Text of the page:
Early on in the season, Denver Broncos’ GM George Paton made a trade that flew under plenty of radars when he traded for linebacker Jonas Griffith from the San Francisco 49ers. A UDFA out of the 2020 class, Griffith had spent time on the Colts and 49ers’ practice squads.
Griffith attended Indiana State, where he recorded 382 tackles. 50 tackles for loss, 14 sacks, four forced fumbles, and two interceptions during his career. He was named a first-team All-Mountain Valley Football Conference player in 2019.
Griffith led the 49ers in special teams tackles. It was for that reason why Paton decided to make the trade for him, as the Broncos’ special teams' woes are well-documented at this point. I doubt they thought he would have to be a contributor on defense at any point this season.
However, injuries have snakebitten the linebacker position for the Broncos this season. Griffith was the seventh(!) linebacker to start for Denver this season. It’s not been pretty (look at the games against Cleveland and Philadelphia-two teams whose best offense has been running the ball) as an example.
While Baron Browning has stepped up and shined in his role as LB1, the LB2 spot has been a mixed bag. Kenny Young has flashed in coverage and in run defense, but he’s also been burned a few times and his physicality (or lack thereof) has cost him against the run.
However, Kenny Young was hurt against Detroit with a concussion. That opened up the door for Jonas Griffith to step in and fill in against the Lions and this past week against the Bengals. As time had gone on, it had begun to feel like Jonas Griffith had passed 2020 5th-round pick Justin Strnad on the depth chart, and that was evident as the staff handed the keys over to him post-Young injury.
He played well! In fact, I’d dare to say he played very well, given the very low expectations many had going into the game.
Griffith got 47 snaps as the LB2 and graded out fairly well. PFF graded him with a total grade of 81.4, with a 90.1 in coverage. I was pleasantly surprised by his tape. He played well against the run and made some good plays in coverage to the point where I’m very intrigued to see how he keeps it up moving forward.
Nice chasedown of Mixon by Jonas Griffith after shifting from the motion. Go make a play! pic.twitter.com/FkW0n9fjpS— AJ Schulte (@AJDraftScout) December 21, 2021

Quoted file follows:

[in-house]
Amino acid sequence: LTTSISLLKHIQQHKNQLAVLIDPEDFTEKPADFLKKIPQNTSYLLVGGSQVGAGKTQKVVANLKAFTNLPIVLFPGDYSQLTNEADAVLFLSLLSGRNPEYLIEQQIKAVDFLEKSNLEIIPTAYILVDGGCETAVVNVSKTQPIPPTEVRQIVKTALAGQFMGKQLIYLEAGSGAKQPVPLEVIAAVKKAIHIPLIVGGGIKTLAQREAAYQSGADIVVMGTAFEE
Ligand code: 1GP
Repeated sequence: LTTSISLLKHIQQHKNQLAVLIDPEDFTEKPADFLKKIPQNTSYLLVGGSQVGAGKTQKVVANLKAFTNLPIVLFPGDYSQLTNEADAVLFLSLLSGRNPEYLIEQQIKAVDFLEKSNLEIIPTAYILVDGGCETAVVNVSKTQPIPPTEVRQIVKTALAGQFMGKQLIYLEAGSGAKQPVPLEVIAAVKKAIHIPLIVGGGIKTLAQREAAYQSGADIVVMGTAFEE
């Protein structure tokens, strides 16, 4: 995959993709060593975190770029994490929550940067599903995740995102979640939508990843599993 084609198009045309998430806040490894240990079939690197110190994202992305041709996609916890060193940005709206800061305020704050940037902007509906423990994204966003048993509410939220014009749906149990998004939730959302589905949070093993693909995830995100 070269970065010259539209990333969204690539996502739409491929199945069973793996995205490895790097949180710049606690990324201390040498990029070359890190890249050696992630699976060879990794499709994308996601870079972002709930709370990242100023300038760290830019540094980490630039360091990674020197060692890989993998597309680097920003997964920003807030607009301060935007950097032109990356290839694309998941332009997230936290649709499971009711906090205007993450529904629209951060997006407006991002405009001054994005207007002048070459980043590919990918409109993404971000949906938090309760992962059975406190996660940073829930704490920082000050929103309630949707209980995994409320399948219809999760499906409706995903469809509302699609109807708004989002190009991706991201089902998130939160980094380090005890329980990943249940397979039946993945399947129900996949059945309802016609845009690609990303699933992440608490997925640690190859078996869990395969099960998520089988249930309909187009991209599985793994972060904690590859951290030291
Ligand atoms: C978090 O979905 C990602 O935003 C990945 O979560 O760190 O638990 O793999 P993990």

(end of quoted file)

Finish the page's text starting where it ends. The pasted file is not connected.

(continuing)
He flashed plenty of reps like that one against the Bengals, and PFF recorded Griffith with a team-leading 7 stops against the Bengals. Griffith didn’t miss a single tackle either.
The coverage reps from Griffith weren’t perhaps anything to write home about on film, but it’s important to note that Griffith was targeted the most of any Denver defender with six. He responded by allowing just 4 catches for 13 yards. Note: on pretty much all of these he wasn’t step-for-step with the receiver and allowed a catch to him like a DB, he was just the nearest defender.
2 targets went to WR Tyler Boyd, another 2 to TE CJ Uzomah, and then one each to RB Joe Mixon and WR Ja’Marr Chase. The longest pass against Griffith went for 4 yards. His tackling was a big reason why the Bengals had a tough time breaking big plays through the air.
What does it mean long-term?
This article is meant to praise Griffith’s showing against the Bengals, and there’s not much more to read into than that. He played very well when called upon and showed some encouraging signs moving forward. It’ll be interesting to see how the staff handles him with Kenny Young coming back into the fold soon. Personally, I’d let Griffith build on what he showed and see how he does moving forward. We know what Kenny Young is at this point.
There is an important long-term lesson to potentially take away from this. Baron Browning, the team’s star linebacker, was the last pick in the third round. Josey Jewell was a 4th-round pick. Alexander Johnson an undrafted free agent. The Broncos picked up Jonas Griffith and Kenny Young for dirt cheap Day 3 picks.
What am I getting at? We’re potentially seeing how the George Paton-led front office values linebackers. Could that be a byproduct of the Fangio defense? Potentially. It could also be a hint at where the front office places its value the most. After all, we already know Paton’s views on defensive backs after the Patrick Surtain II pick. He spent two picks on safeties with Justin Simmons and Kareem Jackson already on the roster. Paton drafted Kary Vincent despite having a loaded corner room at the time, and then flipped him for a 2022 pick later on.
With Browning emerging, and one of Jewell/Johnson likely to be re-signed, linebacker suddenly doesn’t feel like it’s a pressing need for the Broncos. Where does that leave Jonas Griffith? Fortunately for Denver, Griffith is a ERFA after this season. In case you don’t know what that means, Griffith is an Exclusive Rights Free Agent. What that means is that he has less than 3 accrued seasons in the NFL.
“Any player with fewer than three accrued seasons and an expired contract. If his original team offers him a one-year contract at the league minimum (based on his credited seasons), the player cannot negotiate with other teams.”
Essentially, if Denver wants him to stick around, they can keep him for at least another year for pretty cheap.
If he keeps building off of performances like the one he had against Cincinnati, Paton might have just struck again with this under-the-radar trade.